A Mother, A Child, and the Shadow History of Adoption
AVAILABLE ON JANUARY 26, 2021
[A] sweeping and novelistic account . . a well-paced work of research made stronger by Glaser’s ability to write with clarity and intensity about a harsh reality. Never losing sight of her story’s emotional heart, Glaser delivers a page-turning and illuminating work.
— Publishers Weekly (*starred review*)
A searing narrative that combines the detailed saga of one unwed teenage mother with deep research on all aspects of a scandalous adoption industry…Throughout, the author deftly follows this genuinely human story, exposing the darker corners of adoption in 20th-century America. Glaser accomplishes an impressive feat here.
— Kirkus Reviews, (*starred review*)
Through powerful empathy and tireless reporting, Gabrielle Glaser lays bare the coercive system under which three million young mothers surrendered their babies for adoption in the years leading up to Roe v Wade. Glaser skillfully unearths the attitudes toward sex, marriage, gender, and race that underlay this chilling chapter in a not-so-distant American past.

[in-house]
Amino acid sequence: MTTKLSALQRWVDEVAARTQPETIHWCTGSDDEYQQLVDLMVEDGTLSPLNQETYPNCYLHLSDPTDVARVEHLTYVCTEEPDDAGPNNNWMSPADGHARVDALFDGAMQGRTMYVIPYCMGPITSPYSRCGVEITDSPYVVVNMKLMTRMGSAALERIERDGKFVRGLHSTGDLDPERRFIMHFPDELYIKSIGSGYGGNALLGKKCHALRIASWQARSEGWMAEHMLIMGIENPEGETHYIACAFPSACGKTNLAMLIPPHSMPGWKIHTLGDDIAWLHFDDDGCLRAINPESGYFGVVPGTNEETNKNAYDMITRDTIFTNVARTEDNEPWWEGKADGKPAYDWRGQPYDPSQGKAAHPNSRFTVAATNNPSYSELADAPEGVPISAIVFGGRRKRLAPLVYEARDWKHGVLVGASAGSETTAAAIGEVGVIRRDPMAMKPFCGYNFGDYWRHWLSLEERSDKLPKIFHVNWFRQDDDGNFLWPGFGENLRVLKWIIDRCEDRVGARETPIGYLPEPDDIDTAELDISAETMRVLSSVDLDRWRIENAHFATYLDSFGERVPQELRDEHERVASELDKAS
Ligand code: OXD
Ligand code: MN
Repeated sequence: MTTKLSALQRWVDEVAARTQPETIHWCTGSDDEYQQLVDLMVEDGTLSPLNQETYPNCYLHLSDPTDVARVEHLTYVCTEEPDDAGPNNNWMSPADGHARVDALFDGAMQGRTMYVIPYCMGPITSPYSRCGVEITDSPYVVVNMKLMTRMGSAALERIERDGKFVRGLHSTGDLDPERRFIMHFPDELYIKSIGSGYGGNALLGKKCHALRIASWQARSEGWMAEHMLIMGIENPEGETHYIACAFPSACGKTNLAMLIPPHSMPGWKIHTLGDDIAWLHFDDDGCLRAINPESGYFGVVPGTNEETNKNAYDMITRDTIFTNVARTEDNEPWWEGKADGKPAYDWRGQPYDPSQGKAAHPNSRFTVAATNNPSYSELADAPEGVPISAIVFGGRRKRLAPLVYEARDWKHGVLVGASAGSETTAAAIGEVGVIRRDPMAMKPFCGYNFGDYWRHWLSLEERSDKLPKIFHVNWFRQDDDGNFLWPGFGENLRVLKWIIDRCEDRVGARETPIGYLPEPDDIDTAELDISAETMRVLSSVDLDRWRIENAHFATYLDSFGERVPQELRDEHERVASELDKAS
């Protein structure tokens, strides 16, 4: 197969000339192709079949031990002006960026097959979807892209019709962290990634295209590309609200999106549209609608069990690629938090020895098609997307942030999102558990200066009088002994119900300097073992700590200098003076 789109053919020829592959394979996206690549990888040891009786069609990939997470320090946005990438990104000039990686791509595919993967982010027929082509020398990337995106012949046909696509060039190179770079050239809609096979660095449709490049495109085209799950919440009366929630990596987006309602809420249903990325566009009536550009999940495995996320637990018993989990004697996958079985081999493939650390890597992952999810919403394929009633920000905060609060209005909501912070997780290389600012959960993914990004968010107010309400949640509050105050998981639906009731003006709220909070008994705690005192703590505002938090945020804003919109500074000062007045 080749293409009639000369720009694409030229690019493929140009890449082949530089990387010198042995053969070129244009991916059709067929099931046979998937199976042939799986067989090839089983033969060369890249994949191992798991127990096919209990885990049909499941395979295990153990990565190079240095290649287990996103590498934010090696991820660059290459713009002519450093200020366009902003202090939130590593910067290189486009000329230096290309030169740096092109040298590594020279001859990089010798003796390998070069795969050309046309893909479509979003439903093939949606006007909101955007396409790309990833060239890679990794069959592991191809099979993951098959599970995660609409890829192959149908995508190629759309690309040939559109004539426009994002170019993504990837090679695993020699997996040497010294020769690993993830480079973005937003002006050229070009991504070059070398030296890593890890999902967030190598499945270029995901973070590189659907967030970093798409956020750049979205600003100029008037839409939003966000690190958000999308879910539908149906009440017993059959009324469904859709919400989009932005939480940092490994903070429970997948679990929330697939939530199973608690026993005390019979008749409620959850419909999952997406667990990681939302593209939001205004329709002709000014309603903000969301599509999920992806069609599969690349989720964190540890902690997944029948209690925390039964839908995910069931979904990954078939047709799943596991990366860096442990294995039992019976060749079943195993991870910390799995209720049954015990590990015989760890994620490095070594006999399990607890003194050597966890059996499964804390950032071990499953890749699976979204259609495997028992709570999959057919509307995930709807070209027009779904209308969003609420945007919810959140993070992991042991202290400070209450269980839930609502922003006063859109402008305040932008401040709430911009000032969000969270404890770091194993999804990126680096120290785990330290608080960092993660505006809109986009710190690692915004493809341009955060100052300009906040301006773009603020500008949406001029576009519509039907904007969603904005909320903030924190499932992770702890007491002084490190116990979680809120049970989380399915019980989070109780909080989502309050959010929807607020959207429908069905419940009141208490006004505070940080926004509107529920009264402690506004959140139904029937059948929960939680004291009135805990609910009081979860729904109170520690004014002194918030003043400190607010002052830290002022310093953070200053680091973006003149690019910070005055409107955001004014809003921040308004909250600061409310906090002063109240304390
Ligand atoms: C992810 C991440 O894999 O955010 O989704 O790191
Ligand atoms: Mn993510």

— Janny Scott, author of The Beneficiary and A Singular Woman
The shocking truth about postwar adoption in America, told through the bittersweet story of one teenager, the son she was forced to relinquish, and their search to find each other.
During the Baby Boom in 1960s America, women were encouraged to stay home and raise large families, but sex and childbirth were taboo subjects. Premarital sex was common, but birth control was hard to get and abortion was illegal. In 1961, sixteen-year-old Margaret Erle fell in love and became pregnant. Her enraged family sent her to a maternity home, and after she gave birth, she wasn't even allowed her to hold her own son. Social workers threatened her with jail until she signed away her parental rights. Her son vanished, his whereabouts and new identity known only to an adoption agency that would never share the slightest detail about his fate.
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